Orexin and addiction

Here is an interesting new study about orexin (aka hypocretin). Recall that orexin was first identified as an appetite stimulating molecule. It was then tied to narcolepsy (through stuides of a well-defined colony of narcoleptic dogs). It is involved in sleep/wake, and orexin deficient mice (and dogs and people) move from wake to sleep abnormally easily.

Orexin is very low in narcolepsy, and also is often low in PWS - FPWR is currently funding a study to look at this connection more closely. Note that it is somewhat counterintuitive that orexin (an appetite stimulant) is low in both of these populations, which are characterized by obesity.

Recently, orexin was linked to reward seeking, and here it is linked to addiction and craving (of cocaine).

Orexin A in the VTA is critical for the induction of synaptic plasticity and behavioral sensitization to cocaine. Borgland SL, Taha SA, Sarti F, Fields HL, Bonci A. Neuron. 2006 Feb 16;49(4):589-60

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Topics: Research

Theresa Strong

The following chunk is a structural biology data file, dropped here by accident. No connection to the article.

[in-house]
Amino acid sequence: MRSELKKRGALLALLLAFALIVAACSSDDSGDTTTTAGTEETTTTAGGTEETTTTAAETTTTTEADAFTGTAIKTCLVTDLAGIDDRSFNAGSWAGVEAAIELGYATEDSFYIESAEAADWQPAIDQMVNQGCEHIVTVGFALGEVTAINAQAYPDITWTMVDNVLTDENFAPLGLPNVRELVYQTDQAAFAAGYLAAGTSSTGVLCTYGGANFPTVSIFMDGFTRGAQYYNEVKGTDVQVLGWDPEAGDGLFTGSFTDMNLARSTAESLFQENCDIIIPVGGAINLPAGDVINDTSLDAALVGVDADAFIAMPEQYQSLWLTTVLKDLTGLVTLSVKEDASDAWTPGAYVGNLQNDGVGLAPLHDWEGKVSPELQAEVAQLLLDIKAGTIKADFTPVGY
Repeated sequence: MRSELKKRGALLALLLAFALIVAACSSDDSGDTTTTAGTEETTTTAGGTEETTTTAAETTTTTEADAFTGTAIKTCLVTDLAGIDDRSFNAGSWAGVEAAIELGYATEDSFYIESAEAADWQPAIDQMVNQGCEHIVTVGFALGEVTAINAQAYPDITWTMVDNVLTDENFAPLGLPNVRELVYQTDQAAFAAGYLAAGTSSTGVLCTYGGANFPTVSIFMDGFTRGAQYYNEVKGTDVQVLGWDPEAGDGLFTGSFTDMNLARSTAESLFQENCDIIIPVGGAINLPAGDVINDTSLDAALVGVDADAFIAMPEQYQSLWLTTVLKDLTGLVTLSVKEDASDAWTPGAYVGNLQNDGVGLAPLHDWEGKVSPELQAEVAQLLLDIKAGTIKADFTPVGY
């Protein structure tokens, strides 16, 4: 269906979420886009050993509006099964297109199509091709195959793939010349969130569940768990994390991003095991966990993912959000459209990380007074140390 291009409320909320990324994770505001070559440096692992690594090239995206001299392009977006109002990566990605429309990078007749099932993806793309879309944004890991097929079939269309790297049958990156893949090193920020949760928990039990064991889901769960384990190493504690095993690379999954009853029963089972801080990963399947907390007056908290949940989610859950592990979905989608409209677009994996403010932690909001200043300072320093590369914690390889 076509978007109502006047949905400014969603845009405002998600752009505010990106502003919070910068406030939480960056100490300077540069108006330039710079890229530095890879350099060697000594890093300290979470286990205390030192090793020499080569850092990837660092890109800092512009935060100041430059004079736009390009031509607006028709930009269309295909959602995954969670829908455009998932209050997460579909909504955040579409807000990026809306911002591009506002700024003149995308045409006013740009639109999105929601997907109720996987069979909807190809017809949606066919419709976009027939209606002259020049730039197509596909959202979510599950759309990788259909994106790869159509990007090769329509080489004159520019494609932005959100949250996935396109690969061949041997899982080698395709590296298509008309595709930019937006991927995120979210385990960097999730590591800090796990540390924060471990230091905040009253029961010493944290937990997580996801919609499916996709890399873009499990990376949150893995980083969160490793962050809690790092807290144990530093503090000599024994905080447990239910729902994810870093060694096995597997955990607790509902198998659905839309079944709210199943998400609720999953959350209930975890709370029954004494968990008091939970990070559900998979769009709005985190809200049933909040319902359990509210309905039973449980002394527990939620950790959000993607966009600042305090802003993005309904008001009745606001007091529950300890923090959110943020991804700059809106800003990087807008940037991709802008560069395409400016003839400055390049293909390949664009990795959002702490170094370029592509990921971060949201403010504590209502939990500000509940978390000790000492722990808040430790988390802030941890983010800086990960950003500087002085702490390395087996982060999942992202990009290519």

Theresa V. Strong, Ph.D., received a B.S. from Rutgers University and a Ph.D. in Medical Genetics from the University of Alabama at Birmingham (UAB). After postdoctoral studies with Dr. Francis Collins at the University of Michigan, she joined the UAB faculty, leading a research lab focused on gene therapy for cancer and directing UAB’s Vector Production Facility. Theresa is one of the founding members of FPWR and has directed FPWR’s grant program since its inception. In 2016, she transitioned to a full-time position as Director of Research Programs at FPWR. She remains an Adjunct Professor in the Department of Genetics at UAB. She and her husband Jim have four children, including a son with PWS.

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